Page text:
This question was raised every day by my colleagues in Seanad Eireann and in a stormy Dail debate. It referred to the Government commitment of 10 million to deal with the devastating floods that destroyed large parts of Ireland. Why so little?
The deserts and sky rise cities of Dubai have literally nothing in common with the ruined homes in Athlone, Carrick on Shannon and Ennis. But some of the answer to the question of how the Government can find so little money for so much disaster can be understood by looking at recent dramatic events in the United Arab Emirates.On Wednesday Dubai World, the Gulf owned conglomerate, announced a six month debt standstill on loans of 22 billion. This signalled that they were not currently able to pay back the capital or interest on their loan book.
In response to this, the cost of insuring against a default of Dubai government debt rose from 360,000 on 10,000,000 of loans to 460,000 in a single day. The increase is even more dramatic when you recognise that this difficulty is experienced by the region which was an iconic symbol of global economic exuberance.
The sheiks of the Gulf and Fianna Fail share more than a penchant for horse racing, tents and spending vast amounts of government money. They also share a common challenge.
The cost of fiscal stimulus packages combined with the financial costs of saving banking systems has caught governments in an economic perfect storm. They need to spend more to deal with the costs of a recession while dealing with the rising costs of current and future borrowing.
The International Monetary Fund estimates that public sector gross debt in developed economies is due to rise from 78% of national income in 2007 to 118% in 2014. This is at the same time that economies have to deal with the cost of retirement for healthy workers and higher unemployment levels.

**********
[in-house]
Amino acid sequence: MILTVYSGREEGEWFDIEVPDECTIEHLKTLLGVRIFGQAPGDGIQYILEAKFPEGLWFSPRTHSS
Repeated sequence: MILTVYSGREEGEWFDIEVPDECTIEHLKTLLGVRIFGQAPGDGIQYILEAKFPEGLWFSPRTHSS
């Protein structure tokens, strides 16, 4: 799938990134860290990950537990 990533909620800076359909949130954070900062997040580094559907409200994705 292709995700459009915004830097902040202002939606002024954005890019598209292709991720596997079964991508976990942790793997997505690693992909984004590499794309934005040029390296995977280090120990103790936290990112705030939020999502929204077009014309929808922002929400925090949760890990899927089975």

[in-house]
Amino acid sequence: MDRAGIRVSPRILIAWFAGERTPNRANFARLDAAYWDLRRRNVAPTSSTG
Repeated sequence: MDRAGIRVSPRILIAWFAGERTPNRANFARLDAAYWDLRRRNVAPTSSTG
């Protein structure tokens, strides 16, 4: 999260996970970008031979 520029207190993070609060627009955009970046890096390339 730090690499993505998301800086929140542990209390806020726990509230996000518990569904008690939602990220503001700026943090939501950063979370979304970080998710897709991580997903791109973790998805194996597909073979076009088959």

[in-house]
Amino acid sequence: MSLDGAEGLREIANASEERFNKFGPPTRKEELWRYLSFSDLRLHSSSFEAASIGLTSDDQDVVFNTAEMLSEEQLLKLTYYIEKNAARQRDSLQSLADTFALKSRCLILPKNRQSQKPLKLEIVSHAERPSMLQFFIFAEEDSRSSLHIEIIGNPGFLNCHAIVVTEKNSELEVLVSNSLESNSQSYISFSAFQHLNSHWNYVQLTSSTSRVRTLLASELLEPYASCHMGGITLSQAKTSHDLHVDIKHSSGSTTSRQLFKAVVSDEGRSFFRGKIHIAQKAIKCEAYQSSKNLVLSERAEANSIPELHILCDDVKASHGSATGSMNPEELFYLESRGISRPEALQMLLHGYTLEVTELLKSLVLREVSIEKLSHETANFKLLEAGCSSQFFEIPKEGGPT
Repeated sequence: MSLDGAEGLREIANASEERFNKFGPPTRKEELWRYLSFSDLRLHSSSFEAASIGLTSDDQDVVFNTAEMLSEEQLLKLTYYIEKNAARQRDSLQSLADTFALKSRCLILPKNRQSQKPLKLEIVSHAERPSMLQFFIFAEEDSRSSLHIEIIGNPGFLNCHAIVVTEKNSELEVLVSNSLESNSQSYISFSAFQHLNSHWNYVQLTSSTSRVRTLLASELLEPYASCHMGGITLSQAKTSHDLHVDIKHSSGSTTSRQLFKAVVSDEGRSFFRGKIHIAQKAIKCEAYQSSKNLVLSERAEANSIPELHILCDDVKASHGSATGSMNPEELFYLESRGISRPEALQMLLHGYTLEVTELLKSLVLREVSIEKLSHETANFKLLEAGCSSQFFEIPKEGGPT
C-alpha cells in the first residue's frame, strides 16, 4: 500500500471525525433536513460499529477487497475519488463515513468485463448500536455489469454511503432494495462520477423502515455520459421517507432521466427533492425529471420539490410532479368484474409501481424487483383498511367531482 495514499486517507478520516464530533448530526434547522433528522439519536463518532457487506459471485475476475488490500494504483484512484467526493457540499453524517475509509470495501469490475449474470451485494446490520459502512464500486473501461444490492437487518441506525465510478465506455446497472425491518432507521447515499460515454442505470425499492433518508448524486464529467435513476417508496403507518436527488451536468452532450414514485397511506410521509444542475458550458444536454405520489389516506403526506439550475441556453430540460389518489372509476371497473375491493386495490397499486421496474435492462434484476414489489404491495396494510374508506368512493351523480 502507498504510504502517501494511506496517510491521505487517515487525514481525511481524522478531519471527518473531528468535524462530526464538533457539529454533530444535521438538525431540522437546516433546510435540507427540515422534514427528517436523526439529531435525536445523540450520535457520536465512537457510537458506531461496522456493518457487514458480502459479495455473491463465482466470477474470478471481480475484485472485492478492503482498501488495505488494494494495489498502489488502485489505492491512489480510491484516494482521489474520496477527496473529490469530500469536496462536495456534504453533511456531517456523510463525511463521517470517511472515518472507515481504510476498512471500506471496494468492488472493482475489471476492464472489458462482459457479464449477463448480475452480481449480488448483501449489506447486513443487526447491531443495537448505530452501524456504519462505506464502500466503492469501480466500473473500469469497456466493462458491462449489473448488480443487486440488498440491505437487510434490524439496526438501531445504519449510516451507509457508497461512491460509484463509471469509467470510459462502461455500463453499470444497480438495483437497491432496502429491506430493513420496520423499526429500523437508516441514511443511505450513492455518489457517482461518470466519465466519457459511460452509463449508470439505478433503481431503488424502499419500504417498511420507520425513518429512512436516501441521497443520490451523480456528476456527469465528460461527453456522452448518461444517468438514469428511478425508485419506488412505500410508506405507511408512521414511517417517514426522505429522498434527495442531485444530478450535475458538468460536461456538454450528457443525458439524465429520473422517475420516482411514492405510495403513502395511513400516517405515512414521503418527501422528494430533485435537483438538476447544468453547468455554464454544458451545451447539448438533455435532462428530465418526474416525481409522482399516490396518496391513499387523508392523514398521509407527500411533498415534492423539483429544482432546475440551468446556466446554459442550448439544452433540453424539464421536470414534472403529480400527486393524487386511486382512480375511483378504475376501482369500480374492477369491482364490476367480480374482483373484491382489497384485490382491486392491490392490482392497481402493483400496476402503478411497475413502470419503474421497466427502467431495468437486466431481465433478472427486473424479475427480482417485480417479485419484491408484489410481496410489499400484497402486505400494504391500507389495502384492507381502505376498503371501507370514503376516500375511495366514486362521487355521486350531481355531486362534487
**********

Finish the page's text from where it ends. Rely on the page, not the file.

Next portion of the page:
So, back to the flooded plains of Ireland. Why only 10 million? Lack of concern does play a big part but larger economic factors are at work.
This is because the current financial crisis is not a speed bump along the road back to another Celtic Tiger. We are on a completely new road. Ireland profoundly integrated our national economy into globalisation at a time of abnormally high growth. Tax levels and living standards were predicated on the irrational exuberance of world economic growth rates that might not ever return.
We must be honest about this. Government, employer or union leaders talking of temporary adjustments are guilty of the same economic dishonesty that ruined our country.
Social partners should not be delivering a short term plan but a plan that straddles at least the next 3 budgets. The exodus of shoppers to the North points again to the need to conduct a war against the mad cost of living in the Republic. This is vital to maintain decent living standards to cope with the higher tax levels and lower wages that will follow if our economic security is to be maintained.
10 million heralds arrival of austerity economics. Whether we like it or not austerity politics will soon follow. Maybe this arrival will be a bit easier if we recognise this and are more honest about the consequences.